Book Review: ‘The Politics of Harold Wilson’
Putting the Boot in
‘The Politics of Harold Wilson’ by Paul Foot. (Penguin, 6s)
As any exponent of unarmed combat knows, the time to kick your man is when he is down. Now that Harold Wilson is on the floor, we can see many of those who once worshipped him falling over themselves to put the boot in. For these new enemies of Wilson, and for all students of Labour trickery, impotence and confusion, Paul Foot has provided after dedicated research, a lot of useful ammunition. This is a much needed antidote to the sycophantic “biographies” which we have been fed with up to now.
The Prime Minister is not the only person to get hurt in this book. For example, what about this, from Michael Foot on the front page of Tribune on 22 February 1963:
(Wilson has) . . . a coherence of ideas, a readiness to follow unorthodox courses, a respect for democracy . . . above all a deep and genuine love of the Labour movement.
Or this, from the arch enemy of the prices and incomes policy, ASTMS general secretary Clive Jenkins after the 1963 TUC:
“Mr. Harold Wilson is opposed to wage restraint.”
Of course there was no excuse for this. Neither of these men is politically blind and the facts on Wilson were available, not only from socialists. One great merit of Foot’s book is that it shows how Wilson is not, as the left wing would like to think, a good man gone wrong. From the first he was concerned only with power over British capitalism; he knew the system could be run only in the interests of the ruling class and never imagined it being any other way. No wonder the Daily Express (20 August 1949) thought that “Mr. Harold Wilson is a good man”.
Wilson’s hold over his party was based on his ability to win elections, a fact of which he has never been slow to remind them. His tactics were simple; for example, as he himself put it, he would hold up the banner of nationalisation but lead the Labour Party away from it. In this way he avoided the public rows which characterised the period of Hugh Gaitskell’s leadership while he was busily following the same policies as Gaitskell.
When he is writing of these times Foot is at his best, exposing Wilson’s support of the Vietminh:
A settlement in Asia is imperilled by the lunatic fringe in the American Senate who want a holy crusade against Communism. Not a man, not a gun must be sent from Britain to aid French imperialism in Indo-China. (Daily Telegraph, 3 May 1954.)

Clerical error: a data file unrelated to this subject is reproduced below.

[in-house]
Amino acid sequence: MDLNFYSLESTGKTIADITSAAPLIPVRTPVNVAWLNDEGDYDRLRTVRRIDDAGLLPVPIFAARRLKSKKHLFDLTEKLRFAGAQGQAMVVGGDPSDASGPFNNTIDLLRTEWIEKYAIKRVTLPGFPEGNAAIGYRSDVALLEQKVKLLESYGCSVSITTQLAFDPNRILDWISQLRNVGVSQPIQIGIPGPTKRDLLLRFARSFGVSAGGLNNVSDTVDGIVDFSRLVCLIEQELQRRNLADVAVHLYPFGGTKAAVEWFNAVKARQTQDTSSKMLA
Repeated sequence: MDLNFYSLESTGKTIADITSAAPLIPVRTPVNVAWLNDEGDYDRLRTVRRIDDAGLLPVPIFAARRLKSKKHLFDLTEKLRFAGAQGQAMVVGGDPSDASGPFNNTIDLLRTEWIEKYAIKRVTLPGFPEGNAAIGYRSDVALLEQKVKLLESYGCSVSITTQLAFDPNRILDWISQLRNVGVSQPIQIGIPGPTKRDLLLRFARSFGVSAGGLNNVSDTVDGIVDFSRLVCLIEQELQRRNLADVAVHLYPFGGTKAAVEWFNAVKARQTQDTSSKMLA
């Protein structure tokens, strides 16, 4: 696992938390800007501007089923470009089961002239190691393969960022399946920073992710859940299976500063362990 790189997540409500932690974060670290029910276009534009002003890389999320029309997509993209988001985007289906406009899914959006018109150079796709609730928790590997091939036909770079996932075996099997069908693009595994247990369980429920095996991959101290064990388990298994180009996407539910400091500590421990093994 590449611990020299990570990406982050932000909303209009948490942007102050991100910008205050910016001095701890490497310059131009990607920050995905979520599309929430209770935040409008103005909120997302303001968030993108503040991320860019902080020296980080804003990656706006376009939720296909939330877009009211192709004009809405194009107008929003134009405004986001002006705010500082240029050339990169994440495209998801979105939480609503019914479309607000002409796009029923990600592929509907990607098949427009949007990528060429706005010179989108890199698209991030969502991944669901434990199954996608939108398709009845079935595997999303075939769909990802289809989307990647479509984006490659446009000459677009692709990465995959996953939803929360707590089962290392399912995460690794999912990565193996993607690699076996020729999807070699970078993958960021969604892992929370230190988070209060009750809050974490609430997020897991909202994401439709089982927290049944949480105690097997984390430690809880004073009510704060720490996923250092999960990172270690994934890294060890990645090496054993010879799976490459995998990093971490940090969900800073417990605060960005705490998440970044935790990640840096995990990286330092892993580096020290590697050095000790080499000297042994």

showing up his monotonous repetition of the same empty phrases and his Baldwin-like use of a flood of monosyllables. The later stuff, on Wilson at Number Ten, loses some of its grip and this is not wholly because we are so near to the flounderings of 1964-68.
Now Foot is forced into a constructive examination of Labour in power, to give positive reasons for their failure and to set down his answers. And here confusion reigns, of which this is typical:
What is required is not a new leadership but a new socialist politics, with roots deep down in the Labour rank and file.
No suggestion, in other words, that Labour’s failure came from the basic cause that they are a party which sets out to organise conscious socialists for a new society. Foot’s remedies, he hints, are in workers’ control and he gives, in a footnote, an approving pat on the head to the French rioters who this summer did no more than make sure De Gaulle came back into power with an increased majority.
All of this—the bitter recrimination, the lack of an alternative—are reminiscent of John Scanlon’s merciless exposure of the vanity and buffoonery of the Labour leaders in 1924 and 1929. For many of us who came into socialist politics just as the Attlee government were taking power, books like Pillar of Cloud were required reading. For anyone with any doubts left on Labour’s ability to control capitalism, or on whether it is even honest—or for anyone who simply wants to build up a library of failure—The Politics of Harold Wilson can be recommended, to take its place alongside Scanlon’s works.